SciPost Submission Page
Topological Spin Liquid with Symmetry-Protected Edge States
by Yan-Cheng Wang, Chen Fang, Meng Cheng, Yang Qi, Zi Yang Meng
|Authors (as registered SciPost users):||Meng Cheng · Zi Yang Meng|
|Preprint Link:||http://arxiv.org/abs/1701.01552v2 (pdf)|
|Date submitted:||2018-03-15 01:00|
|Submitted by:||Meng, Zi Yang|
|Submitted to:||SciPost Physics|
Topological spin liquids are robust quantum states of matter with long-range entanglement and possess many exotic properties such as the fractional statistics of the elementary excitations. Yet these states, short of local parameters like all topological states, are elusive for conventional experimental probes. In this work, we combine theoretical analysis and quantum Monte Carlo numerics on a frustrated spin model which hosts a $\mathbb Z_2$ topological spin liquid ground state, and demonstrate that the presence of symmetry-protected gapless edge modes is a characteristic feature of the state, originating from the nontrivial symmetry fractionalization of the elementary excitations. Experimental observation of these modes on the edge would directly indicate the existence of the topological spin liquids in the bulk, analogous to the fact that the observation of Dirac edge states confirmed the existence of topological insulators.
Submission & Refereeing History
You are currently on this page
Reports on this Submission
1. Interesting conclusion that the edge must be gapless if time-reversal and mirror reflection symmetries are both preserved.
2. Combined theoretical and numerical study.
1. The model seems to exhibit gapless edge excitations only in narrow parameter regime of boundary couplings, different from the bulk couplings, which raises the question how relevant the findings are for real materials. This point / limitation does not seem to be discussed in the paper.
2. The support for an extended gapless region from the numerics is not fully convincing (the left phase boundary in Fig.3(e), see report).
In this paper the authors study a Z_2 toric-code like spin liquid on the Kagome lattice, where they find gapless edge modes which carry fractional quantum numbers (in a narrow parameter range of boundary couplings which are different from the bulk couplings). From a Luttinger liquid theory-based analysis on the edge they conclude that the edge must be gapless if time-reversal and mirror reflection symmetries are preserved. They support their findings by Quantum Monte Carlo simulations. One of the main motivations of this paper is to use the existence of protected, gapless edge modes as a probe for experiments to identify topological ordered phases.
This paper surely contains interesting material, e.g. the theoretical analysis that there is no gapless edge when the MT symmetry is broken which is also nicely supported by the QMC data. However, the parameter range where gapless edge modes are potentially stabilized seems very narrow, with properly chosen couplings on the boundary which are different from the couplings in the bulk. If the gapless edge modes only exist for fine-tuned boundary couplings, then the question is how relevant their findings are for real materials (where one cannot fine-tune the boundary couplings). At least from this model it seems rather unlikely that in a realistic setting one would observe gapless edge modes in a non-chiral Z_2 spin liquid, and therefore the experimental motivation to use the presence of gapless edge modes to identify topological ordered spin liquids does not seem very relevant. The fact that the boundary needs to be fine tuned in order to get the gapless edge modes is not mentioned in the abstract / conclusion which I find a bit misleading. The authors should discuss this issue and the limitations of their study in their paper, especially also in the discussion part where they try to connect their model to realistic compounds.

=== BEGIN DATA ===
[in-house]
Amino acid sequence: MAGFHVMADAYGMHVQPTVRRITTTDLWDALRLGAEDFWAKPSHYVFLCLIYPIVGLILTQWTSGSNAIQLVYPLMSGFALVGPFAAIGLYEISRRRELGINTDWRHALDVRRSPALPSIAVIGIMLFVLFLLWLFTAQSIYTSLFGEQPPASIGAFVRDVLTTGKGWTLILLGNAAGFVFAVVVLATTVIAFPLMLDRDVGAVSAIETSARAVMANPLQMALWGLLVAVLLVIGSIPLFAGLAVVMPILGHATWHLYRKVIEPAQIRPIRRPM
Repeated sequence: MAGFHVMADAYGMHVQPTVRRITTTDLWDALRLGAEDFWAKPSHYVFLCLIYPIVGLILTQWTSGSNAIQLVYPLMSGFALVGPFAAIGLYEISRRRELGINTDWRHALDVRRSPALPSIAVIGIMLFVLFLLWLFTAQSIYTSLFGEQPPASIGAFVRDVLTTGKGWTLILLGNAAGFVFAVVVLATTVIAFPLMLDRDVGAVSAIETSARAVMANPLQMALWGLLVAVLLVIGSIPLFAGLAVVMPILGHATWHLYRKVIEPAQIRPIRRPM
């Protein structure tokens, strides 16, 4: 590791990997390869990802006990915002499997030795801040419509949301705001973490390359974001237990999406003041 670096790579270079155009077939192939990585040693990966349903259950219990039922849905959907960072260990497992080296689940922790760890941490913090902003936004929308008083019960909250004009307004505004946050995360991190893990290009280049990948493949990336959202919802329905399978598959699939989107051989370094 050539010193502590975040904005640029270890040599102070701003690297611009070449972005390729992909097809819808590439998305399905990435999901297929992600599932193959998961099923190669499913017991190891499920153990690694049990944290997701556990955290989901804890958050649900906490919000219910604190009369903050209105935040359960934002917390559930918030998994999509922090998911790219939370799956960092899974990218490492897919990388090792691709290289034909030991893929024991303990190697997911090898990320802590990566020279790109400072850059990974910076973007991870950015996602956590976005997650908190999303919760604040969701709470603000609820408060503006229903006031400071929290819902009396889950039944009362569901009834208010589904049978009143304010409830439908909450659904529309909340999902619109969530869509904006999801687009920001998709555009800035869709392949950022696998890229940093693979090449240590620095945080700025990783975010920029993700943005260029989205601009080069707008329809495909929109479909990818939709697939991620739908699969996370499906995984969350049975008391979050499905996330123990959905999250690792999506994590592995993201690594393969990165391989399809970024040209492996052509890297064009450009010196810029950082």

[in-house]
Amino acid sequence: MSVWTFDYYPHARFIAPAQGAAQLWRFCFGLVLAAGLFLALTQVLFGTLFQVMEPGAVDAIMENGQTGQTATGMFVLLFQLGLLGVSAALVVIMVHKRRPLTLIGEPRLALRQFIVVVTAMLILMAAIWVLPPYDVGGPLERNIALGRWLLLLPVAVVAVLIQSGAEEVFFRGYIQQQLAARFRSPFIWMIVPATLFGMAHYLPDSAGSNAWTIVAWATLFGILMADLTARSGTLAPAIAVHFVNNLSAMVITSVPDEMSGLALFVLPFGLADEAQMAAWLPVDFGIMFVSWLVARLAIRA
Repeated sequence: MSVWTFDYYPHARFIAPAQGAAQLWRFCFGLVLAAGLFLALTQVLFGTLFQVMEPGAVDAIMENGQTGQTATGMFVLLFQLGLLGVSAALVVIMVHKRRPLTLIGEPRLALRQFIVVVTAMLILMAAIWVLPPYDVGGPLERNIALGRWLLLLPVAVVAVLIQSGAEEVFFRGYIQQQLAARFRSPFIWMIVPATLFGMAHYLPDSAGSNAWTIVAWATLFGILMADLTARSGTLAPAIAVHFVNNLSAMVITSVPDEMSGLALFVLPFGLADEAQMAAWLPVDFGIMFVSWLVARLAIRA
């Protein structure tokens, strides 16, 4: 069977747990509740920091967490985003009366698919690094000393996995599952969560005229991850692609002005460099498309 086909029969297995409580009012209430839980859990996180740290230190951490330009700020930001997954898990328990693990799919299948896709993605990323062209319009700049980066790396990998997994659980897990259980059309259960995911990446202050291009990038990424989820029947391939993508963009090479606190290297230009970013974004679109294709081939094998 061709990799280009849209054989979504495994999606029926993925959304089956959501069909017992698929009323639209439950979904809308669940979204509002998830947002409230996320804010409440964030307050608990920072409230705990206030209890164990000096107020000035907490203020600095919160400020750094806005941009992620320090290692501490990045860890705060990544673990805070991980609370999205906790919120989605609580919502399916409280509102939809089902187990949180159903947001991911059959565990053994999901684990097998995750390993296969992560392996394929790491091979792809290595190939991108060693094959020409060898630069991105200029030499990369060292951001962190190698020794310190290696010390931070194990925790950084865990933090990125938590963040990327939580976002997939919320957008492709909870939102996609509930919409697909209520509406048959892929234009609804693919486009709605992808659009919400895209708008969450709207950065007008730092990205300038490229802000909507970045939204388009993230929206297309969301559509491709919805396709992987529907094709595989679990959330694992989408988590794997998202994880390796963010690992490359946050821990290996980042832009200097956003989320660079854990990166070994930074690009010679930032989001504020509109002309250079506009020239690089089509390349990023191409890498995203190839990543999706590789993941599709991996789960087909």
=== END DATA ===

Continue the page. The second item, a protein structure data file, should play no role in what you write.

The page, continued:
Concerning the numerics: it is generally very challenging to distinguish a power-law decay from an exponential one with a very long correlation length close to a critical point. (Also close to a critical point, the correlation length can increase with increasing system size since it gets arbitrarily large when approaching the critical point.) While 0.51 in Fig. 3(e) is definitely not critical, I do not see why 0.52 should be critical, rather than having a large correlation length (much larger than the system size). I also do not see how the 0.53 point can have a longer correlation length than half of the system. Could it be that to extract the correlation length all data points in G(r) have been included (also the ones where the correlation function starts flattening out, which would lead to an "overestimated" correlation length)?
It would be good if the authors could provide further support for the existence of an extended gapless region. For example, the authors could look at the vanishing of the z-Ising order parameter to determine the left phase boundary (similarly as they have determined the right boundary using the extrapolated x-Ising order parameter \Delta) and see if they obtain consistent results for the phase boundary.
To summarize, in my opinion the paper requires considerable revision of above-mentioned points before it is suitable for publication.
1. Discussion of the relevance of their findings for real materials and experiments in view that the boundary couplings need to be tuned to a specific parameter range in order to get gapless edge modes.
2. Further numerical support for the extended gapless region (shown in Fig.3(e), see report).